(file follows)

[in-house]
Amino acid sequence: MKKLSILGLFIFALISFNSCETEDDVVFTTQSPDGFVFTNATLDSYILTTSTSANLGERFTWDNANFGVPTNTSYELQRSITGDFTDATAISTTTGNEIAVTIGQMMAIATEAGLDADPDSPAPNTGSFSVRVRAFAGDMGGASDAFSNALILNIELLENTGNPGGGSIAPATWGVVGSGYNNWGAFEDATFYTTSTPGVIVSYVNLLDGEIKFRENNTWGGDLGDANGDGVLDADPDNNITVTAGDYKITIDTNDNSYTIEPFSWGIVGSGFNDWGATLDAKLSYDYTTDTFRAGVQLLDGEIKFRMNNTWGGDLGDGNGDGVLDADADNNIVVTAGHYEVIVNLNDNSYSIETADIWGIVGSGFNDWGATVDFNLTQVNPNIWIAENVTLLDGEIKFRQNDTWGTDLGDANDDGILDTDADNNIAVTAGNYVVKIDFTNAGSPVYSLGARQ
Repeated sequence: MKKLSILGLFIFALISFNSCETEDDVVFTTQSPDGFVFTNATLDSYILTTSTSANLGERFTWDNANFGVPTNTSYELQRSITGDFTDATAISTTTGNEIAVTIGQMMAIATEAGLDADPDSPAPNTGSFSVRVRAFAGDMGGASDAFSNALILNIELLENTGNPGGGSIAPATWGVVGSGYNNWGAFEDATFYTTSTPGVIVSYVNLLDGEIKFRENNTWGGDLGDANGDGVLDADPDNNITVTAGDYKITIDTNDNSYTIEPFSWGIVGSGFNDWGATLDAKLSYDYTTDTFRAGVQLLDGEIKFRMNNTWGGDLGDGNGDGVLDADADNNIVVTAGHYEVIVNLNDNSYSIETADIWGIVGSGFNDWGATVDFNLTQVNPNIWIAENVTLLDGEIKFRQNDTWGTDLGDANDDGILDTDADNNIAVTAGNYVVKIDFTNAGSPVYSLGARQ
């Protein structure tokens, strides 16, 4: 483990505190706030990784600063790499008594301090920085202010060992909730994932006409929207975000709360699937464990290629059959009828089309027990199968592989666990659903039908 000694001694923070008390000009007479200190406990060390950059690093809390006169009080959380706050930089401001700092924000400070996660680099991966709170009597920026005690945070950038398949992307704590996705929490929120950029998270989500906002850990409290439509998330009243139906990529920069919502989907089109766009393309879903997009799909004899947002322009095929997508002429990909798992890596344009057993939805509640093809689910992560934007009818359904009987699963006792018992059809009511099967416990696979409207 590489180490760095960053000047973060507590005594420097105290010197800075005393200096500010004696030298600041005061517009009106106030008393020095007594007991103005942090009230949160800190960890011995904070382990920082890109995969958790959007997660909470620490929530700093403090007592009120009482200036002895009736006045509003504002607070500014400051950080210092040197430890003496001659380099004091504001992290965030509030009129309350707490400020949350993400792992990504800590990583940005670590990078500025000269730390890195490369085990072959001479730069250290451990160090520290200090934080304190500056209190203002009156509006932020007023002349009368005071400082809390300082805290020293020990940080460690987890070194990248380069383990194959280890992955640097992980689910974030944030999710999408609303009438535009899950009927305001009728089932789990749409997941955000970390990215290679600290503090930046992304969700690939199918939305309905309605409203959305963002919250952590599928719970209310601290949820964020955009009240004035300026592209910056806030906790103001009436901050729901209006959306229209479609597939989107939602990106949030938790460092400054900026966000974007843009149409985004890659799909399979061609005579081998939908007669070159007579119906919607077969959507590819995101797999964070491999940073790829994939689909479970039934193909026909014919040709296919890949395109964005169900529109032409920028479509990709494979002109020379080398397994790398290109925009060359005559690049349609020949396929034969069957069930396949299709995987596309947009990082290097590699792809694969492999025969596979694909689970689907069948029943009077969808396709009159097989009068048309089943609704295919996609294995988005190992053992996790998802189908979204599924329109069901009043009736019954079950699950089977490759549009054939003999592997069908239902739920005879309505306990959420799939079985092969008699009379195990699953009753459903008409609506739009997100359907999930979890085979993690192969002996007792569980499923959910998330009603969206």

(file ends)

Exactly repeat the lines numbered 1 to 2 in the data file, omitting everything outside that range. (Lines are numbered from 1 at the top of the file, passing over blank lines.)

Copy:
[in-house]
Amino acid sequence: MKKLSILGLFIFALISFNSCETEDDVVFTTQSPDGFVFTNATLDSYILTTSTSANLGERFTWDNANFGVPTNTSYELQRSITGDFTDATAISTTTGNEIAVTIGQMMAIATEAGLDADPDSPAPNTGSFSVRVRAFAGDMGGASDAFSNALILNIELLENTGNPGGGSIAPATWGVVGSGYNNWGAFEDATFYTTSTPGVIVSYVNLLDGEIKFRENNTWGGDLGDANGDGVLDADPDNNITVTAGDYKITIDTNDNSYTIEPFSWGIVGSGFNDWGATLDAKLSYDYTTDTFRAGVQLLDGEIKFRMNNTWGGDLGDGNGDGVLDADADNNIVVTAGHYEVIVNLNDNSYSIETADIWGIVGSGFNDWGATVDFNLTQVNPNIWIAENVTLLDGEIKFRQNDTWGTDLGDANDDGILDTDADNNIAVTAGNYVVKIDFTNAGSPVYSLGARQ